Posted: Jul 4, 2010 2:19 PM by Chris Welty
Updated: Jul 4, 2010 2:20 PM
HOUMA, La. (AP) - Shoe-shining brought self-confidence. Painting
boats in the summer heat awakened a passion. Wrapping meat and
sweeping floors taught discipline.
First jobs, often in the muggy days of summer, are seldom
glamorous. But Houma-area business leaders say the jobs they held
when they were teenagers or even younger played a crucial role in
teaching them values that brought later success.
Don Duplantis, now president and CEO at Terrebonne Mortgage and
Loan, started shining shoes in an east Houma barber shop when he
was 10. There, he developed a customer base but also learned about
politics and government events by listening to the men that
frequented the shop.
"I never let me being small in stature diminish what I could
do," Duplantis said. "You gained a source of self-confidence,
self-motivation. All things I learned as a child are with me today.
I did it on my own. I didn't let anything stop me."
Various community and business leaders in Terrebonne and
Lafourche parishes were asked about their first jobs, and how those
experiences shaped the adults they became.
Some got their start in a family business they later took over.
But that doesn't mean they got off easy.
Al Danos, of the Danos and Curole Marine Contractors offshore
company, started working in his father's shipyard when he was 14.
He painted and cleaned the engine rooms of the boats that served
oil rigs. Some were newer crew boats, but some were still wooden
oyster trawlers that needed to be patched and painted. It was hot,
the paint was smelly, but he was always the one in the yard asking
a million questions.
"I learned my true love was boats," he said. "That was the
It was from those "old-time boat captains" who lived along
Bayou Lafourche and spoke French as their first language that he
learned more about the offshore business. He learned how to get
along among the offshore crews and with the company men, how to
satisfy a customer and keep peace with your boss. These proved to
be valuable lessons when he and his brother, Hank, took over Danos
and Curole. The company has offices in China, Nigeria and Angola,
and in 2009 employed more than 900 people.
"Following their advice was part of our success," he said.
At 12, Donald Rouse working at Ciro's, a grocery store in Houma
owned by his father, Anthony J. Rouse. He started out bagging
groceries, bagging potatoes, wrapping meat, mopping floors -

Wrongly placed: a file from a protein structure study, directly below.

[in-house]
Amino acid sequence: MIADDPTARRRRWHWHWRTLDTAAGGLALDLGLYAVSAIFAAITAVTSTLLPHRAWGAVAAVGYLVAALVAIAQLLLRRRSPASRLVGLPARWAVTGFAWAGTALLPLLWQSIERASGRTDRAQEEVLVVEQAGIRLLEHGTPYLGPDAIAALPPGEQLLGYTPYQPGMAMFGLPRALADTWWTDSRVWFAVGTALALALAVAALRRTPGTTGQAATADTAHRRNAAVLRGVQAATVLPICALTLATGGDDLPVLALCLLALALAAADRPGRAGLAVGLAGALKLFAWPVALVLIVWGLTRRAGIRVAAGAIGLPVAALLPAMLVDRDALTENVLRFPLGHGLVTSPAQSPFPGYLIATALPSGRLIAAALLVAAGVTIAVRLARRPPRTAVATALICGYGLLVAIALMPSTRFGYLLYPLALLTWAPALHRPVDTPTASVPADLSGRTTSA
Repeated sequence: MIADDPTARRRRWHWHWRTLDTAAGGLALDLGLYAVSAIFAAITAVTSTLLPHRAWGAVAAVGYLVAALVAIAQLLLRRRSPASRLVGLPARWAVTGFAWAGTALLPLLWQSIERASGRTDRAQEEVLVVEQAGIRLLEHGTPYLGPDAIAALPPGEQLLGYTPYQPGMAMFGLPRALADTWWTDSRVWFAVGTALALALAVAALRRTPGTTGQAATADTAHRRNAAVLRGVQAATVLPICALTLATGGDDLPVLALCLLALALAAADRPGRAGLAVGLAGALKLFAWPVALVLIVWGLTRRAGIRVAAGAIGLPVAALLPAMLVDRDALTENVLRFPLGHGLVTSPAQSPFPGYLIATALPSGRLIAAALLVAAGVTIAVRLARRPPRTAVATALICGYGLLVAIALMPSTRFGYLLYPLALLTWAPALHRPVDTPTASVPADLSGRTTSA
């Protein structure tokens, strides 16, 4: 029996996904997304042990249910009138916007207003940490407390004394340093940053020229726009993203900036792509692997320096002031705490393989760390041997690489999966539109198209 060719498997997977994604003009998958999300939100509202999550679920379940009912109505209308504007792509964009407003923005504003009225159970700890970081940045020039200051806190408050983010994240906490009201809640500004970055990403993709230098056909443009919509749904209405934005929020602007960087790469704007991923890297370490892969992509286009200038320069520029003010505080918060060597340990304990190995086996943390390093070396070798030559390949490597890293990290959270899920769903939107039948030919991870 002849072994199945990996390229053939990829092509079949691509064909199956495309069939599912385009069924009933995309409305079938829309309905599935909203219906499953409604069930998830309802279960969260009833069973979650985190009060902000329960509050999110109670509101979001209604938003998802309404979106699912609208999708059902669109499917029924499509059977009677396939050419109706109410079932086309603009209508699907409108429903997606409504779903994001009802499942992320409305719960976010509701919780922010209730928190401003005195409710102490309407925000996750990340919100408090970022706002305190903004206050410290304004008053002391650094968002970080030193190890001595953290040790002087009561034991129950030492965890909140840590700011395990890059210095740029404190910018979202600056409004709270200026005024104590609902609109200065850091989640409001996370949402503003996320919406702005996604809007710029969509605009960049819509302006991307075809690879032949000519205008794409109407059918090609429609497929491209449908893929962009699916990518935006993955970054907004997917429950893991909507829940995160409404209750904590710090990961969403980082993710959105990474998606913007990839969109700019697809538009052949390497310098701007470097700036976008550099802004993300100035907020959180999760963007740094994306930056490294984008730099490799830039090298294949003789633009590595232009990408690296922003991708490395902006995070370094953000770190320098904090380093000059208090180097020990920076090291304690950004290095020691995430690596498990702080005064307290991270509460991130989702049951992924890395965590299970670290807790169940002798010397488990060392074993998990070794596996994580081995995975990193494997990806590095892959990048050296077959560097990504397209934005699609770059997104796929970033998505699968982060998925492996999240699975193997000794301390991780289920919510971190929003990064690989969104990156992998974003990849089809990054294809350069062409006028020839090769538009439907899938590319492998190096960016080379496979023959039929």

whatever was needed. He worked from 7 a.m. to 7 p.m., even on
weekends when his friends were off riding around having fun.
"I always enjoyed it," he said. "It sure taught me a lot
about being a disciplined person."
While in school, he worked at the store on weekends and during
the summer, and at 18 had become a manager. Today he's an owner and
the public face of the Thibodaux-based, family-owned Rouses chain
with 38 stores in Louisiana and Mississippi.
Others were surprised by the new interests that emerged during
their jobs as young people.
Travis Lavigne, chancellor at Fletcher Technical Community
College, stumbled upon his passion for education as a lab assistant
at Southeastern Louisiana University in Hammond, which he said
helped launch his career in education. He spent three years helping
teach zoology to students, studying microorganisms like amoebas
"You had to find out by working with them what they didn't
understand," said Lavigne, who grew up on a strawberry farm in
Ponchatoula. "That was the art a lot of students taught me."
Phyllis Peoples, now CEO of Terrebonne General Medical Center,
says she still has the name badge from when she started as a
nurse's aide at the hospital as a teenager. She had worked other
summer jobs, including office work at a real estate agency and as a
phone operator at Dillard's back when you still had to plug and
unplug the lines to connect to different extensions.
When she started bringing meals to patients, taking vital signs,
changing beds and otherwise helping out around the hospital, she
never imagined she'd go on to become CEO.
"The difficult part is, you're nervous, overwhelmed, have a
multitude of patients to take care of," she said. "I don't know
that I was good, but it gave me the passion to do what we do
Others say that while their early jobs didn't unlock their
specific calling, they still learned the value of a dollar and a
diligent work ethic. Terrebonne Parish President Michel Claudet
worked in the inventory department of a sugar mill in Mathews.
Windell Curole, director of the South Lafourche Levee District,
loaded up shrimp boats with ice at a plant in New Orleans.
Courier and Daily Comet Publisher Miles Forrest started out at a
Thibodaux candy factory where his job duties included sweeping
floors and making candy products, including candy cigarettes. Real
estate developer S.P. LaRussa started at 12 or 13 pumping gas and
Martin Folse, owner and commentator of the HTV-10 news station
in Houma, started working at 16 mowing the lawn and maintaining the
property of longtime Houma physician Dr. Jerry Haydel. Along with
Haydel's son, Mike Haydel, they got $2 or $3 an hour, the minimum
wage at the time, to mow grass, paint a barn and do other odd jobs.
"He was tough. You couldn't pull one past him," Folse said,
recalling how Haydel made the boys rip out and repair a patch job
because it wasn't done with treated lumber. "If you cut corners,
he would let you know about it."
The life lesson was "if you're not going to do it right, don't
bother doing it all," he said.